Tuesday, March 24, 2009

Inquest hears state of policing in Aboriginal communities is ‘deplorable’

The recent deaths of two Aboriginal men while in jail has brought the issue of Aboriginal deaths in custody as a form of systemic abuse to the mainstream consciousness - once again. Earlier this month, Commissioner Davies released his report on the inquiry into the, almost decade old, freezing death of Frank Paul. In his report, the Commissioner called for a civilian body to investigate the custodial deaths of citizens. See the discussion of Frank Paul Inquiry in the March 14, 2009 blog entry entitled “Alone and Cold: The Davies Commission Inquiry into the Death of Frank Paul”

By law, an inquest is required when a person dies while in custody. As noted in the Toronto Star article above, the senseless deaths of two young Aboriginal men who were trapped in cells during a jailhouse fire must be acknowledged by addressing the deplorable state of policing in the First Nations community.

After more than three years of waiting for answers, the families of the victims and the community are anxious to finally have an inquest go forward, said Toronto lawyer Julian Falconer, who is representing the family. The two men died in 2006 when fired engulfed the holding facility in Kashechewan First Nations, a fly-in community in northern Ontario.

According to Coroner Counsel Margaret Creal, witnesses are expected to testify that police frantically tried to free the men as smoke filled the building, but fumbled with unlabelled keys and were not successful.

"These are clearly deaths that never had to happen. The state and conditions of detachments in First Nations territories are deplorable,” said Falconer.

The discussion of Aboriginal deaths in custody should be understood in the broader context of the overrepresentation of Aboriginal people in the criminal justice system. The Aboriginality of the person is a significant factor, if not, the dominant factor in leading to their interaction in the criminal justice system and eventual death in custody. Studies, commissions and reports, including the 1991 Royal Commission into Aboriginal Deaths in Custody, have shown that too many of the deaths of Aboriginal people while in custody are as a result of police action or inaction.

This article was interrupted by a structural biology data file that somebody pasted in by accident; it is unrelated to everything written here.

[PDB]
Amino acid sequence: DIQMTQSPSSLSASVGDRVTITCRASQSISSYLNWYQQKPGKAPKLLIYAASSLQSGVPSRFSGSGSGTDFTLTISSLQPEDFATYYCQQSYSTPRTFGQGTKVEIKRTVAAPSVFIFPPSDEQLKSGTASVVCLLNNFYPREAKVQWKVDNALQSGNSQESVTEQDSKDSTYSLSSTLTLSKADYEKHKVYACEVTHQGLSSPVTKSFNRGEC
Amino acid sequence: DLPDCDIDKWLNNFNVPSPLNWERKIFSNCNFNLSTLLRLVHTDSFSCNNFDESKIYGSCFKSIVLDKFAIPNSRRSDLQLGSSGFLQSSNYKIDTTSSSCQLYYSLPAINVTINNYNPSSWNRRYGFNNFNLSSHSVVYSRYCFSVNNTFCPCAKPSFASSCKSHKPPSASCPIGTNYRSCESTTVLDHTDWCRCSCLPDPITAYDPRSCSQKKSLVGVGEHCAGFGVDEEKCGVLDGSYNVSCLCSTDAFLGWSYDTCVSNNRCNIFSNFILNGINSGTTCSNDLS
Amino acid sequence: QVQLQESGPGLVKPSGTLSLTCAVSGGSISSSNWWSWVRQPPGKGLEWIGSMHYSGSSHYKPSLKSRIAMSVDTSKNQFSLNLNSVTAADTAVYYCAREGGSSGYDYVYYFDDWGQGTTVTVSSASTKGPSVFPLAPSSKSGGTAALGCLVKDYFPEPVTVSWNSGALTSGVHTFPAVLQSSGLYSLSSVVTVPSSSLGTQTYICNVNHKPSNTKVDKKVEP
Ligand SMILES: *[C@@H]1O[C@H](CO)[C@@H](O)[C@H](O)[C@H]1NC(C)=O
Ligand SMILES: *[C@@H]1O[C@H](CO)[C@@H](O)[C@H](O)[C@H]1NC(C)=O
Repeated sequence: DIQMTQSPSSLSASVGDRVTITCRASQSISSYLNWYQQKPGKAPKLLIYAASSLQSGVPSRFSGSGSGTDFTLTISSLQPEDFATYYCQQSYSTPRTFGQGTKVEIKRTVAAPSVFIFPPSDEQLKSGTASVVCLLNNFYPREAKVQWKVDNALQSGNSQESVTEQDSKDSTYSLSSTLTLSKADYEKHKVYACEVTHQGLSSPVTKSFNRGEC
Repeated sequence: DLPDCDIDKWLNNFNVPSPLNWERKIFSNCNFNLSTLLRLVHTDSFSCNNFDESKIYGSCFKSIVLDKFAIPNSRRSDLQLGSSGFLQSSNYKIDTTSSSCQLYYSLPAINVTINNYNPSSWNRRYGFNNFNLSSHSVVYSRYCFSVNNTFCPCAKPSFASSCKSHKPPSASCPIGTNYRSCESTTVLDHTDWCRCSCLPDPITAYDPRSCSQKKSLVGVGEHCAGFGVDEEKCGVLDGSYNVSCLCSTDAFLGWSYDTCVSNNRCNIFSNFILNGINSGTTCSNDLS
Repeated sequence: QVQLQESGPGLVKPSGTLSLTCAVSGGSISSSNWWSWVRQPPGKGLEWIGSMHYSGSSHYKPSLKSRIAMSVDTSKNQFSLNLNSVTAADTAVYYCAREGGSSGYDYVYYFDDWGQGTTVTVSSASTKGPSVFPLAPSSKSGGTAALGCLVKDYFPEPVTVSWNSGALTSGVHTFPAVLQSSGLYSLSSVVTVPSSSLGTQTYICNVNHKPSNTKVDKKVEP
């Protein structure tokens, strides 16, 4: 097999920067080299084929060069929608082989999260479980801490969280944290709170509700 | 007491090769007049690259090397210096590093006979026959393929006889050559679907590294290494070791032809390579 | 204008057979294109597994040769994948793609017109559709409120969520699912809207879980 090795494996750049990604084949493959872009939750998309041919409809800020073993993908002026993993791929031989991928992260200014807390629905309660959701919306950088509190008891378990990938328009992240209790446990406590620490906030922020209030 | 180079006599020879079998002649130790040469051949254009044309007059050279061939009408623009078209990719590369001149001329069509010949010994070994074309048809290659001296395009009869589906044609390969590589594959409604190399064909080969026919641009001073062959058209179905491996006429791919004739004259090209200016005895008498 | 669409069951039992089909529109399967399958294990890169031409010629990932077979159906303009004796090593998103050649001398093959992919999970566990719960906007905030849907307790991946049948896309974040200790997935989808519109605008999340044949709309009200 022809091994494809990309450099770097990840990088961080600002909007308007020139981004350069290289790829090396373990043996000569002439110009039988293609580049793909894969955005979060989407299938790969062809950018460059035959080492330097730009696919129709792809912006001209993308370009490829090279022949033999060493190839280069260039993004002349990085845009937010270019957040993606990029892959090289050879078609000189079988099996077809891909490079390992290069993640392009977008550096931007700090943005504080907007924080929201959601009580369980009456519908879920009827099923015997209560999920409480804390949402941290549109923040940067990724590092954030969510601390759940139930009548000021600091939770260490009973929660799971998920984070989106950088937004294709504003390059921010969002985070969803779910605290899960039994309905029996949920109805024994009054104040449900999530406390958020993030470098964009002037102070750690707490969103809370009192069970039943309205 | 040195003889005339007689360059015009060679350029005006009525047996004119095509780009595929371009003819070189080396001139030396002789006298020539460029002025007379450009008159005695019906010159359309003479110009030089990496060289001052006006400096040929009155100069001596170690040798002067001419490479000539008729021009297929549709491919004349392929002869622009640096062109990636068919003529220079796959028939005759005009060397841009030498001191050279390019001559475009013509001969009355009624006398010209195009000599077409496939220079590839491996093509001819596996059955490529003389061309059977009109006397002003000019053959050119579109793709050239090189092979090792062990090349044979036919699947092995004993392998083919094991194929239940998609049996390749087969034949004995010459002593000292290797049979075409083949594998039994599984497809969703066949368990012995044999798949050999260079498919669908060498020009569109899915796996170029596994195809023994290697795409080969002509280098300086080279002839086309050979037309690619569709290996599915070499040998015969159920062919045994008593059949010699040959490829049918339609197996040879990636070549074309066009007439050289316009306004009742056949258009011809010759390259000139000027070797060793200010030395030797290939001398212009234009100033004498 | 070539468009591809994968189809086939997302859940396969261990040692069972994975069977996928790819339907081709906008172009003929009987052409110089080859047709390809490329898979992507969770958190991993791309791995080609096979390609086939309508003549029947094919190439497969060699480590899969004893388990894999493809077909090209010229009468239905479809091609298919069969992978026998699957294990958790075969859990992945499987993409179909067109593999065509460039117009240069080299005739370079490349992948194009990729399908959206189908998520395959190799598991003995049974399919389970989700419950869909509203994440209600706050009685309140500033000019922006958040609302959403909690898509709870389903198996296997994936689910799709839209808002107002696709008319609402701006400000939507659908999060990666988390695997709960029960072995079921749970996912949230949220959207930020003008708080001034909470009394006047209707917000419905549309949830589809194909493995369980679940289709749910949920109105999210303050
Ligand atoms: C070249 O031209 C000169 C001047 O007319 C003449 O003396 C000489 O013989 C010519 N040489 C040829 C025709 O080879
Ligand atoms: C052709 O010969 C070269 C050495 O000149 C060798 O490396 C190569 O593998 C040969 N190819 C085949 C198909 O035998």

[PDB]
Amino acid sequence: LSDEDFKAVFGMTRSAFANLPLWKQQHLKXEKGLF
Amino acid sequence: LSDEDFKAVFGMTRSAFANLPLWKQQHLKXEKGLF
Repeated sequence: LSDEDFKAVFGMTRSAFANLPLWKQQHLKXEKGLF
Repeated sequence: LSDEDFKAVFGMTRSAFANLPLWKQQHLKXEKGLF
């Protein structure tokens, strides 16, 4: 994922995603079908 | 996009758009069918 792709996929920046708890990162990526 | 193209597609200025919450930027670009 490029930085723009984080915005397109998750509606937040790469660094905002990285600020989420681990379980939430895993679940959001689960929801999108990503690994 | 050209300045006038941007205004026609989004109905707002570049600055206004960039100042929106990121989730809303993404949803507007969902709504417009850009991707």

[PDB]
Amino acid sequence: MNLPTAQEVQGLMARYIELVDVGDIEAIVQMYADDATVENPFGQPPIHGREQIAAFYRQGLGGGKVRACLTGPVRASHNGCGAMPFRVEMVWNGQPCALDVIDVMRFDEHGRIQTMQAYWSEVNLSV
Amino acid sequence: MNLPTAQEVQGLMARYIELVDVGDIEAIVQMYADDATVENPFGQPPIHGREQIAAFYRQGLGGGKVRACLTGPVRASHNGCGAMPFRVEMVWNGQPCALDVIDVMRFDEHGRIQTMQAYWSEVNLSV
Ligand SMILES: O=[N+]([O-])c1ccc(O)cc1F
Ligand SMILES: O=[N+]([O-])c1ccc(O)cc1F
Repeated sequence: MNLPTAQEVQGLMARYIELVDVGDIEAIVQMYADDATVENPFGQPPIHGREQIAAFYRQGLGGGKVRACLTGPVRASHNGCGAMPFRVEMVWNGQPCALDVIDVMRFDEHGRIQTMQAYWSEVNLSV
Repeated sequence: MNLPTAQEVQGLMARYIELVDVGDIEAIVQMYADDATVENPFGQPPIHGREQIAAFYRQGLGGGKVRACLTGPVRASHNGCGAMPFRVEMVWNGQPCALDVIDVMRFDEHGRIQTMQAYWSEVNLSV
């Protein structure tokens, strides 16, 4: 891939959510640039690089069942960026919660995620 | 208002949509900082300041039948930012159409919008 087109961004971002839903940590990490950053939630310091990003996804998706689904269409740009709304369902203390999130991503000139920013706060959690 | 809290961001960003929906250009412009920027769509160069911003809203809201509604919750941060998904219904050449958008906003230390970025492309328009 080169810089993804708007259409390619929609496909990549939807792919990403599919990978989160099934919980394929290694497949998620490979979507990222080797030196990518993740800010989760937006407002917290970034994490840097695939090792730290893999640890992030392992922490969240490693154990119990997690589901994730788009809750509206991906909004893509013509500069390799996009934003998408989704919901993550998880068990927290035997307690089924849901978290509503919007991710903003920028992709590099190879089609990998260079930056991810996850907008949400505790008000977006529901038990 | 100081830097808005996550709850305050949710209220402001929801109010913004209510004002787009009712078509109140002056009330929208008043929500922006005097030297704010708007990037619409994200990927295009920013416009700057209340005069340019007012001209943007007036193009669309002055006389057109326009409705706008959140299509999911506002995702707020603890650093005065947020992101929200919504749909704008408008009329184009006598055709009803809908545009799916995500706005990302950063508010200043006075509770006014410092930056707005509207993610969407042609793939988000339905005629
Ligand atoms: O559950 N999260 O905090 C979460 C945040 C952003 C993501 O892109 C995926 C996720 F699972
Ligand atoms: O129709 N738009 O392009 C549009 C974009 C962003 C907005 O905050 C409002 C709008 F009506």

While the factors that bring Aboriginal people into contact with the justice system is their disadvantaged and unequal position in wider society, arguably, the most significant contributing factoring leading to the high levels of death of Aboriginal people while in custody is the failure of authorities to exercise a proper duty of care.

The case in Kashechewan First Nations is not in isolation, as Julian Falconer notes in the above inquest, “red flags to governments, both federally and provincially, are on record dating years back yet these deplorable circumstances were allowed to continue."

Andrea Anderson (Windsor Law III)


  1. Aboriginal deaths in custody: the mystique of jails is a part of the problem

    This inquest into the custody deaths of these men is further evidence of two primary issues: first, that there needs to be better scrutiny of jail conditions; second, the need for more initiatives for Aboriginal policing. See, https://webmail1.uwindsor.ca/Session/20163-8O3Ugl3bVLbAWOkmZf9c/bye.wssp. While an automatic inquest is held when an individual dies in a holding cell, there needs to be a greater duty of care when peace officers, extending but not limited to, police officers and jail guards, fail to meet the required standard of care required of peace officers. What are the appropriate parameters regarding a peace officer’s responsibility to properly discharge their duties? The problem is that jails and prisons are, for the most part, hidden from the ordinary view of the public and thus, remain a mystique. The appropriate measures to avoid these kinds of deaths require greater scrutiny of holding cells, and more generally, jail/prison conditions. Further, video surveillance of each cell should be mandatory; this video evidence would provide clear footage of the parameters of the cell and any and all interactions with peace officers.